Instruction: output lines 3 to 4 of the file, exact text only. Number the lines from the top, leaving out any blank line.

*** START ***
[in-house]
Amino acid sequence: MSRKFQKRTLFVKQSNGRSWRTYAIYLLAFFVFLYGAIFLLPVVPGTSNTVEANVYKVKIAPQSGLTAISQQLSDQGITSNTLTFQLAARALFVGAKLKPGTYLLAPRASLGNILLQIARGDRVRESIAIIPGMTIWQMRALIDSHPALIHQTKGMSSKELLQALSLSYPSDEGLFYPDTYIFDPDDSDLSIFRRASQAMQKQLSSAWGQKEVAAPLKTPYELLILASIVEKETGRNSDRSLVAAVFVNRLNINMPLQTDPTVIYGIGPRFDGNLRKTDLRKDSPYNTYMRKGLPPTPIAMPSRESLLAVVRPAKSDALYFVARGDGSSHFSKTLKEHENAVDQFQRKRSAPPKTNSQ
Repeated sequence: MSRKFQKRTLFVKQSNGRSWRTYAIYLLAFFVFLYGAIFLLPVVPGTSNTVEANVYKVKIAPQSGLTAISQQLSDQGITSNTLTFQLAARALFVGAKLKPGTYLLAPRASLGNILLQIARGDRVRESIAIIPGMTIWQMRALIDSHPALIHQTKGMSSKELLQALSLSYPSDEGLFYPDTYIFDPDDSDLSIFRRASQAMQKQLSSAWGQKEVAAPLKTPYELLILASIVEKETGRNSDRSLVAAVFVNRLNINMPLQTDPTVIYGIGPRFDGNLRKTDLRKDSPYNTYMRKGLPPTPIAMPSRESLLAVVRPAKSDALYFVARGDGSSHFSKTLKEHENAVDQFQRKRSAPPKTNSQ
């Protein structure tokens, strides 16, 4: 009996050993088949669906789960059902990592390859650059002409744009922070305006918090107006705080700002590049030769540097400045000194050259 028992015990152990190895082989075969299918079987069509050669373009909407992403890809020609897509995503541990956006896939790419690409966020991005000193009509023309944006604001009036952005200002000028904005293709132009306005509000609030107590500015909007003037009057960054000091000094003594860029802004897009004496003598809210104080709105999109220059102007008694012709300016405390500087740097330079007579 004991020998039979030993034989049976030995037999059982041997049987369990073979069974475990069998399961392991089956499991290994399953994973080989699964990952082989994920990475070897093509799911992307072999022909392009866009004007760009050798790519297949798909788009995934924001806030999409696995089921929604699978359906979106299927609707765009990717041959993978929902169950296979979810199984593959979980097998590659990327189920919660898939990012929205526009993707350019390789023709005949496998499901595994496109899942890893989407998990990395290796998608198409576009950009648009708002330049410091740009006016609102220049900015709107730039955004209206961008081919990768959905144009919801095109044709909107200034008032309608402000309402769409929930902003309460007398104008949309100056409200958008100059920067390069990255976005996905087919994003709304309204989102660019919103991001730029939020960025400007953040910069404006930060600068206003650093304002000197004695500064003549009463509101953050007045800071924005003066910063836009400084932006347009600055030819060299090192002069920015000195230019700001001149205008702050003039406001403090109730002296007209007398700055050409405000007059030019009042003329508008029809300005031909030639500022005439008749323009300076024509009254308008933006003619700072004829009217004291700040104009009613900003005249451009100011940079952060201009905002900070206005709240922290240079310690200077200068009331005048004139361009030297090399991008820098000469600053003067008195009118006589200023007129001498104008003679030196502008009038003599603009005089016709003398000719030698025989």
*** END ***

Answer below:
Repeated sequence: MSRKFQKRTLFVKQSNGRSWRTYAIYLLAFFVFLYGAIFLLPVVPGTSNTVEANVYKVKIAPQSGLTAISQQLSDQGITSNTLTFQLAARALFVGAKLKPGTYLLAPRASLGNILLQIARGDRVRESIAIIPGMTIWQMRALIDSHPALIHQTKGMSSKELLQALSLSYPSDEGLFYPDTYIFDPDDSDLSIFRRASQAMQKQLSSAWGQKEVAAPLKTPYELLILASIVEKETGRNSDRSLVAAVFVNRLNINMPLQTDPTVIYGIGPRFDGNLRKTDLRKDSPYNTYMRKGLPPTPIAMPSRESLLAVVRPAKSDALYFVARGDGSSHFSKTLKEHENAVDQFQRKRSAPPKTNSQ
């Protein structure tokens, strides 16, 4: 009996050993088949669906789960059902990592390859650059002409744009922070305006918090107006705080700002590049030769540097400045000194050259 028992015990152990190895082989075969299918079987069509050669373009909407992403890809020609897509995503541990956006896939790419690409966020991005000193009509023309944006604001009036952005200002000028904005293709132009306005509000609030107590500015909007003037009057960054000091000094003594860029802004897009004496003598809210104080709105999109220059102007008694012709300016405390500087740097330079007579 004991020998039979030993034989049976030995037999059982041997049987369990073979069974475990069998399961392991089956499991290994399953994973080989699964990952082989994920990475070897093509799911992307072999022909392009866009004007760009050798790519297949798909788009995934924001806030999409696995089921929604699978359906979106299927609707765009990717041959993978929902169950296979979810199984593959979980097998590659990327189920919660898939990012929205526009993707350019390789023709005949496998499901595994496109899942890893989407998990990395290796998608198409576009950009648009708002330049410091740009006016609102220049900015709107730039955004209206961008081919990768959905144009919801095109044709909107200034008032309608402000309402769409929930902003309460007398104008949309100056409200958008100059920067390069990255976005996905087919994003709304309204989102660019919103991001730029939020960025400007953040910069404006930060600068206003650093304002000197004695500064003549009463509101953050007045800071924005003066910063836009400084932006347009600055030819060299090192002069920015000195230019700001001149205008702050003039406001403090109730002296007209007398700055050409405000007059030019009042003329508008029809300005031909030639500022005439008749323009300076024509009254308008933006003619700072004829009217004291700040104009009613900003005249451009100011940079952060201009905002900070206005709240922290240079310690200077200068009331005048004139361009030297090399991008820098000469600053003067008195009118006589200023007129001498104008003679030196502008009038003599603009005089016709003398000719030698025989």